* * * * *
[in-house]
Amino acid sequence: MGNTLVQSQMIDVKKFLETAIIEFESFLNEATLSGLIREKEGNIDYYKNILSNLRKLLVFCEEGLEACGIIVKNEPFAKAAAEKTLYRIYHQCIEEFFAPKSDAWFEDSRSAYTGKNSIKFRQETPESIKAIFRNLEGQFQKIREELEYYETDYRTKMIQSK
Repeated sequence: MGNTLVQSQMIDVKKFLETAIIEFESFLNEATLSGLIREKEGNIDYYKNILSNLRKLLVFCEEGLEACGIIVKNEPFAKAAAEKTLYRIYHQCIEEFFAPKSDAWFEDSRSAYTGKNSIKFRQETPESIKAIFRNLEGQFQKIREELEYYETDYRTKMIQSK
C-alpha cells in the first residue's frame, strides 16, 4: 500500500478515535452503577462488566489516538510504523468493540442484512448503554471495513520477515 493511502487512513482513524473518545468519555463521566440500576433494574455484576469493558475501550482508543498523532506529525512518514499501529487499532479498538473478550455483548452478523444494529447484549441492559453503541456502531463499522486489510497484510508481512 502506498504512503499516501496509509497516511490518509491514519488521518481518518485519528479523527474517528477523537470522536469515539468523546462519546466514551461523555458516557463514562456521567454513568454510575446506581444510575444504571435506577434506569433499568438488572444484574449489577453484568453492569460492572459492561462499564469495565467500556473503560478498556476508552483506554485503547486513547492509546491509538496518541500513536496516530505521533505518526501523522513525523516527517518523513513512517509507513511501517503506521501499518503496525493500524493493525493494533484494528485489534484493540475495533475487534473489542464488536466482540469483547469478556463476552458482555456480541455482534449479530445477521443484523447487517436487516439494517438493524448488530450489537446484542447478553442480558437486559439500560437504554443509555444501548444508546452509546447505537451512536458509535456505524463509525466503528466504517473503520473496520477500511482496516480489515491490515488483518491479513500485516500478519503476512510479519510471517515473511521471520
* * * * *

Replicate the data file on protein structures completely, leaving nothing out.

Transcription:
[in-house]
Amino acid sequence: MGNTLVQSQMIDVKKFLETAIIEFESFLNEATLSGLIREKEGNIDYYKNILSNLRKLLVFCEEGLEACGIIVKNEPFAKAAAEKTLYRIYHQCIEEFFAPKSDAWFEDSRSAYTGKNSIKFRQETPESIKAIFRNLEGQFQKIREELEYYETDYRTKMIQSK
Repeated sequence: MGNTLVQSQMIDVKKFLETAIIEFESFLNEATLSGLIREKEGNIDYYKNILSNLRKLLVFCEEGLEACGIIVKNEPFAKAAAEKTLYRIYHQCIEEFFAPKSDAWFEDSRSAYTGKNSIKFRQETPESIKAIFRNLEGQFQKIREELEYYETDYRTKMIQSK
C-alpha cells in the first residue's frame, strides 16, 4: 500500500478515535452503577462488566489516538510504523468493540442484512448503554471495513520477515 493511502487512513482513524473518545468519555463521566440500576433494574455484576469493558475501550482508543498523532506529525512518514499501529487499532479498538473478550455483548452478523444494529447484549441492559453503541456502531463499522486489510497484510508481512 502506498504512503499516501496509509497516511490518509491514519488521518481518518485519528479523527474517528477523537470522536469515539468523546462519546466514551461523555458516557463514562456521567454513568454510575446506581444510575444504571435506577434506569433499568438488572444484574449489577453484568453492569460492572459492561462499564469495565467500556473503560478498556476508552483506554485503547486513547492509546491509538496518541500513536496516530505521533505518526501523522513525523516527517518523513513512517509507513511501517503506521501499518503496525493500524493493525493494533484494528485489534484493540475495533475487534473489542464488536466482540469483547469478556463476552458482555456480541455482534449479530445477521443484523447487517436487516439494517438493524448488530450489537446484542447478553442480558437486559439500560437504554443509555444501548444508546452509546447505537451512536458509535456505524463509525466503528466504517473503520473496520477500511482496516480489515491490515488483518491479513500485516500478519503476512510479519510471517515473511521471520